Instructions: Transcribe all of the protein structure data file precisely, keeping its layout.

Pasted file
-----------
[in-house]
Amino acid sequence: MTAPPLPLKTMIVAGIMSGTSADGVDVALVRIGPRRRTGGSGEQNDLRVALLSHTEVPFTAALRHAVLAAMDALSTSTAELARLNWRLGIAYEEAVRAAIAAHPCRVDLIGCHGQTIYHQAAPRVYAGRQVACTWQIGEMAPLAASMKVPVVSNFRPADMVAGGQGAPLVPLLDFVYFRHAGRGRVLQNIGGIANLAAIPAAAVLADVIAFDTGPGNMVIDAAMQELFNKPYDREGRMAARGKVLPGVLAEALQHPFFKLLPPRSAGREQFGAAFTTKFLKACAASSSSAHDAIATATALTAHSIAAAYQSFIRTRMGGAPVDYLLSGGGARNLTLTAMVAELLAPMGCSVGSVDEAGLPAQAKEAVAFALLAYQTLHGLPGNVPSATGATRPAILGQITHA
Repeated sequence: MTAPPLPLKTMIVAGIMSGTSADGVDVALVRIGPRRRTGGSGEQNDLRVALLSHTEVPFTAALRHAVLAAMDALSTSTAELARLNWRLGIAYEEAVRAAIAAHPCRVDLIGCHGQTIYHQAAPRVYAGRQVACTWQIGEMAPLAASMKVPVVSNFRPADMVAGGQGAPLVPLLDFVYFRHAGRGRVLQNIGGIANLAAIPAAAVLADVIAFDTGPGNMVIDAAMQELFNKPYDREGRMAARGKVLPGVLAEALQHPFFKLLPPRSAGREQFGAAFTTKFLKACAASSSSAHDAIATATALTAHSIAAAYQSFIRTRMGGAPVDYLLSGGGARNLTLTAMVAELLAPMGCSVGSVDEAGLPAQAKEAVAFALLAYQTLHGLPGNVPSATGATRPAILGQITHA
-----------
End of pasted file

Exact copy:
[in-house]
Amino acid sequence: MTAPPLPLKTMIVAGIMSGTSADGVDVALVRIGPRRRTGGSGEQNDLRVALLSHTEVPFTAALRHAVLAAMDALSTSTAELARLNWRLGIAYEEAVRAAIAAHPCRVDLIGCHGQTIYHQAAPRVYAGRQVACTWQIGEMAPLAASMKVPVVSNFRPADMVAGGQGAPLVPLLDFVYFRHAGRGRVLQNIGGIANLAAIPAAAVLADVIAFDTGPGNMVIDAAMQELFNKPYDREGRMAARGKVLPGVLAEALQHPFFKLLPPRSAGREQFGAAFTTKFLKACAASSSSAHDAIATATALTAHSIAAAYQSFIRTRMGGAPVDYLLSGGGARNLTLTAMVAELLAPMGCSVGSVDEAGLPAQAKEAVAFALLAYQTLHGLPGNVPSATGATRPAILGQITHA
Repeated sequence: MTAPPLPLKTMIVAGIMSGTSADGVDVALVRIGPRRRTGGSGEQNDLRVALLSHTEVPFTAALRHAVLAAMDALSTSTAELARLNWRLGIAYEEAVRAAIAAHPCRVDLIGCHGQTIYHQAAPRVYAGRQVACTWQIGEMAPLAASMKVPVVSNFRPADMVAGGQGAPLVPLLDFVYFRHAGRGRVLQNIGGIANLAAIPAAAVLADVIAFDTGPGNMVIDAAMQELFNKPYDREGRMAARGKVLPGVLAEALQHPFFKLLPPRSAGREQFGAAFTTKFLKACAASSSSAHDAIATATALTAHSIAAAYQSFIRTRMGGAPVDYLLSGGGARNLTLTAMVAELLAPMGCSVGSVDEAGLPAQAKEAVAFALLAYQTLHGLPGNVPSATGATRPAILGQITHA